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Ending the “Control Groups Leave Money on the Table” Conversation

Someone in your organization (is it you?) sometime said that using control groups is a waste of potential income. Show them these charts, will you?

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Let’s face it, no matter how convinced you are of control groups’ value; you will always want to minimize their size. It’s an instinct, plus you probably have an old school manager somewhere using the same tired “control groups leave money on the table” phrase.

However, if you use control groups as part of daily or weekly recurring campaigns, manually reducing the sizes is impossible.

With Optimove, there is a way to do this automatically. Each new campaign occurrence provides new insights into how that campaign performs, so why not use today’s data to determine tomorrow’s control group size?

As test groups outperform control groups, driving statistically credible higher uplift, the system gradually reduces the campaign’s control group size, allowing more customers to receive the campaign. The control group should never hit zero since you always want to be able to measure the campaign’s uplift and keep an eye out for changes in these results.

On the other hand, if the opposite is true, and a campaign shows signs that it is no longer working, the control group size will increase.

Increasing the control group can help understand whether the campaign really isn’t working or if it’s a false alarm.

As a result, you will never again hear the “leaving money on the table” debate. Sounds too good to be true? Let’s see what over a year’s worth of data tells us.

Results from Optimove’s Ideal Control Groups Algorithm

The first thing needed to end this debate is the answer to the question, how long does it take to reduce the control group size? The answer is “very quickly.” On average, it takes only three campaign occurrences to begin to see a reduction in control group size and only 57 to reduce the group by between 16% and 20%. That means that you’ll find yourself with incredibly small control groups for your daily recurring campaigns in less than two months. While, for example, that weekly newsletter of yours, will start to see changes in the control group size starting its third send.

To put this debate to rest, the next thing you’ll want is social proof. A list of all users letting Optimove calculate the ideal control group for each campaign occurrence is too long to print. 198,111, the total number of campaigns, in the past year, which have seen control group reductions, is not.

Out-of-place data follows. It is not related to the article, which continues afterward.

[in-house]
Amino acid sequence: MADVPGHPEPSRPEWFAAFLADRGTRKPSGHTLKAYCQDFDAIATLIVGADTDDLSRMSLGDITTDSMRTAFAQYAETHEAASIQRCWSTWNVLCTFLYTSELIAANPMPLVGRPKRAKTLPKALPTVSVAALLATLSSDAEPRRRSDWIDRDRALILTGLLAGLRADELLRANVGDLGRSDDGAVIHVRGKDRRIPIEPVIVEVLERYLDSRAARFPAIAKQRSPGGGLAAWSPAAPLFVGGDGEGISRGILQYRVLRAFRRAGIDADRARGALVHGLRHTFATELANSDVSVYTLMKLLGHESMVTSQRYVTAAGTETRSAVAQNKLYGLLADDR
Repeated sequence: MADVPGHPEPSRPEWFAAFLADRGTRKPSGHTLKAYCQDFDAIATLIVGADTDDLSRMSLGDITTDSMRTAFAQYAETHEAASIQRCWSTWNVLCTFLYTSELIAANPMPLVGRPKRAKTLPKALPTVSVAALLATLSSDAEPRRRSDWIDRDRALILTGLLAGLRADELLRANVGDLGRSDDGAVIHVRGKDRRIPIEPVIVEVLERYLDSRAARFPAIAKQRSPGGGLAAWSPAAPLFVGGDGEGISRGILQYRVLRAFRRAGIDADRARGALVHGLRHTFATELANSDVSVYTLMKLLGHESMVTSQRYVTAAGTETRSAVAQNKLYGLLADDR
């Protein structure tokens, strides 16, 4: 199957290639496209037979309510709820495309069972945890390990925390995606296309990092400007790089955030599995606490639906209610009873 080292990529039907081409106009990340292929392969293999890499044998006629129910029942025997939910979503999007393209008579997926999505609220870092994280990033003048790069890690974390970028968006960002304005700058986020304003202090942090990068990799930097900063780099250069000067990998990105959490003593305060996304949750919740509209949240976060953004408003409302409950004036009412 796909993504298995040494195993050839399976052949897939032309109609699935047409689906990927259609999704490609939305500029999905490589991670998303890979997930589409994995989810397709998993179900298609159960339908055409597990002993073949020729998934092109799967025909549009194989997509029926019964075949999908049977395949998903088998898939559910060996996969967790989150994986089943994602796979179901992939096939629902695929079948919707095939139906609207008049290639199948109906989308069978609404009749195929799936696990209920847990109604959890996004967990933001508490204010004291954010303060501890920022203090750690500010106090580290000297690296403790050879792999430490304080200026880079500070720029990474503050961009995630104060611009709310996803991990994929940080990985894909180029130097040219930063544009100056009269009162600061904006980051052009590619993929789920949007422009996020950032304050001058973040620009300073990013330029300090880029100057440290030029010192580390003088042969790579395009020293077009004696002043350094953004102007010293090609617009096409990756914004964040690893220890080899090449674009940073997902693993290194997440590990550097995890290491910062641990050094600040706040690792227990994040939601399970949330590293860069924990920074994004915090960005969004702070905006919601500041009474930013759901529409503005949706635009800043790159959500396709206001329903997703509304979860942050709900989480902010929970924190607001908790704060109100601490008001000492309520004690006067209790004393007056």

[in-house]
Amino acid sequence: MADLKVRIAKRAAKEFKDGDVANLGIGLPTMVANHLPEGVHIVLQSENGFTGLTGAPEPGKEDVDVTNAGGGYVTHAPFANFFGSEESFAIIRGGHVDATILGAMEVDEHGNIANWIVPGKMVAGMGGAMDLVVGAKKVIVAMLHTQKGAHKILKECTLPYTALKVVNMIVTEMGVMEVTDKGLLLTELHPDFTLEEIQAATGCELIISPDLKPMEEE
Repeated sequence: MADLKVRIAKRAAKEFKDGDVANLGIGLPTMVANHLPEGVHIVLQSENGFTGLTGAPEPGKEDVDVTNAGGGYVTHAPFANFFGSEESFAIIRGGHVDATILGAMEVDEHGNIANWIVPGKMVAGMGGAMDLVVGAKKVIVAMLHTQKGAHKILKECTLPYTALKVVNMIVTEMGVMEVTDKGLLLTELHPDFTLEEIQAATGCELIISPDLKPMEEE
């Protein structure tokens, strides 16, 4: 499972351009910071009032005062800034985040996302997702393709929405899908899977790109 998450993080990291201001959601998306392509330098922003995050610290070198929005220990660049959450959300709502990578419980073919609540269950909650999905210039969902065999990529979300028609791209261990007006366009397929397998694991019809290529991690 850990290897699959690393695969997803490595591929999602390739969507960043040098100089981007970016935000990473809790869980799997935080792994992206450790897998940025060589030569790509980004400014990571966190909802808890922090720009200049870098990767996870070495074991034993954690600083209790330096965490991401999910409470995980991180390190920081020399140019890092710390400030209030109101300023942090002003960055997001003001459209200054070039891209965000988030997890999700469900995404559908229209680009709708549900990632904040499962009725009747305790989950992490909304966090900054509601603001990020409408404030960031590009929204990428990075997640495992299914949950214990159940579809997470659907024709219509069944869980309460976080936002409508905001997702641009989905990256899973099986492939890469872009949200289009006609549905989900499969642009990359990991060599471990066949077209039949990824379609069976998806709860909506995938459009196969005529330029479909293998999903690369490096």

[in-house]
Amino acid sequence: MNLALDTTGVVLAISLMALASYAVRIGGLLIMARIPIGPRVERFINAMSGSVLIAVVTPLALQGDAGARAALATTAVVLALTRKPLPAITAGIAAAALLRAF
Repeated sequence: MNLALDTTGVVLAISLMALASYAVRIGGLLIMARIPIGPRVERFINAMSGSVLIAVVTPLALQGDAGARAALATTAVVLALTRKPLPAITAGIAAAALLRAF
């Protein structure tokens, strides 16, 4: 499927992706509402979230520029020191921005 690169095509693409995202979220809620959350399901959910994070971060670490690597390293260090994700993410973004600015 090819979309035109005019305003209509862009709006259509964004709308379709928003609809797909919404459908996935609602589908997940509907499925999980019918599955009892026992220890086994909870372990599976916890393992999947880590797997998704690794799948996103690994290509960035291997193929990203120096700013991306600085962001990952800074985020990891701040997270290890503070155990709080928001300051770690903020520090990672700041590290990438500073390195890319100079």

More impressively, nearly 83 thousand occurrences (41.8%) saw their control group percentage drop by between 16 and 20 percentage points, while only 2,662 didn’t see a change.

Finally, you will need to prove what percentage of campaigns, not occurrences (remember: each campaign has multiple occurrences), have significantly reduced their control groups.

Our data shows that over 88% of campaigns have had some reduction. Even better, more than 38% saw double-digit decreases in their control group sizes!

Next time you enter a room, and the control group debate arises, feel free to refer back to this blog to show how algorithms that automatically calculate the control group size make this a moot point. Happy to help 🙂

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Rony Vexelman

Rony Vexelman is Optimove’s VP of Marketing. Rony leads Optimove’s marketing strategy across regions and industries. Previously, Rony was Optimove's Director of Product Marketing leading product releases, customer marketing efforts and analyst relations. Rony holds a BA in Business Administration and Sociology from Tel Aviv University and an MBA from UCLA Anderson School of Management.

Bar Armon

Bar, a Product Manager at Optimove, joined the company back in mid-2018. As a former Marketing Data Scientist, he enjoys uncovering customer needs and catering for them by leveraging quantitative and qualitative data points to build products that customers love. Bar holds a BSc in Industrial Engineering and Management, specializing in Information Systems.